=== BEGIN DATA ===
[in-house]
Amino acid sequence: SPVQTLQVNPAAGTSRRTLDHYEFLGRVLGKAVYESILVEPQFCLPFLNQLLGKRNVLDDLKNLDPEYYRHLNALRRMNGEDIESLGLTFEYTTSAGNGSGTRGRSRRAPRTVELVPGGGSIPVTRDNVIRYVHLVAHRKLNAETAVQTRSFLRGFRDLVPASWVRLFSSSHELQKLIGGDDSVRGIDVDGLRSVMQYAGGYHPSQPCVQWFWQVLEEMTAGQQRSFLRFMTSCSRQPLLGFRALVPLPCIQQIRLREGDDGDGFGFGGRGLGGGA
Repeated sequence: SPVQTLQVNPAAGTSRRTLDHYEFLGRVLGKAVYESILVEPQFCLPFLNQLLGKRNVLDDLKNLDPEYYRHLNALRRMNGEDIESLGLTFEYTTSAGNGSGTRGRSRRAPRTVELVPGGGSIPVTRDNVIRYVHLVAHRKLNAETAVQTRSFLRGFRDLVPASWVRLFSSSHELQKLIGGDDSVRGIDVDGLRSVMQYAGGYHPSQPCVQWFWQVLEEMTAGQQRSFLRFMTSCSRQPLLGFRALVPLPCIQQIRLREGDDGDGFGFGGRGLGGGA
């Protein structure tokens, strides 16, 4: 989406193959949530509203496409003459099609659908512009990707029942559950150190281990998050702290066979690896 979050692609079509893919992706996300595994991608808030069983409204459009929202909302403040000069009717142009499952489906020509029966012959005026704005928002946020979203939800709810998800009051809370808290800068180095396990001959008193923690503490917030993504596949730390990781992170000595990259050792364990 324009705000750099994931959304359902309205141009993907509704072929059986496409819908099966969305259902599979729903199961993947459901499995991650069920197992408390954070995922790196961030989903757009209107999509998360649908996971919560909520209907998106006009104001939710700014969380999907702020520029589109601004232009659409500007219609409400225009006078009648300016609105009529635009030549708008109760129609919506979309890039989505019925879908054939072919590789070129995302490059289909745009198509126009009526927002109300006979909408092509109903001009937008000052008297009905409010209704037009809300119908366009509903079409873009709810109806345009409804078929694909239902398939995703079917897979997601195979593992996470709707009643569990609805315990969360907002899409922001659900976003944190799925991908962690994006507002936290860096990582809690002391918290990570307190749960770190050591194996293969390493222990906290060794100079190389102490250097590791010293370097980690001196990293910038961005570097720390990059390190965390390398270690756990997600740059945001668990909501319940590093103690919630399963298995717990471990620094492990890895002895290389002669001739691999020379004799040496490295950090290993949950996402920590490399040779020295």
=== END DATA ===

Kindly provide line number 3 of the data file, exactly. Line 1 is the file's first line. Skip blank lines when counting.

Repeated sequence: SPVQTLQVNPAAGTSRRTLDHYEFLGRVLGKAVYESILVEPQFCLPFLNQLLGKRNVLDDLKNLDPEYYRHLNALRRMNGEDIESLGLTFEYTTSAGNGSGTRGRSRRAPRTVELVPGGGSIPVTRDNVIRYVHLVAHRKLNAETAVQTRSFLRGFRDLVPASWVRLFSSSHELQKLIGGDDSVRGIDVDGLRSVMQYAGGYHPSQPCVQWFWQVLEEMTAGQQRSFLRFMTSCSRQPLLGFRALVPLPCIQQIRLREGDDGDGFGFGGRGLGGGA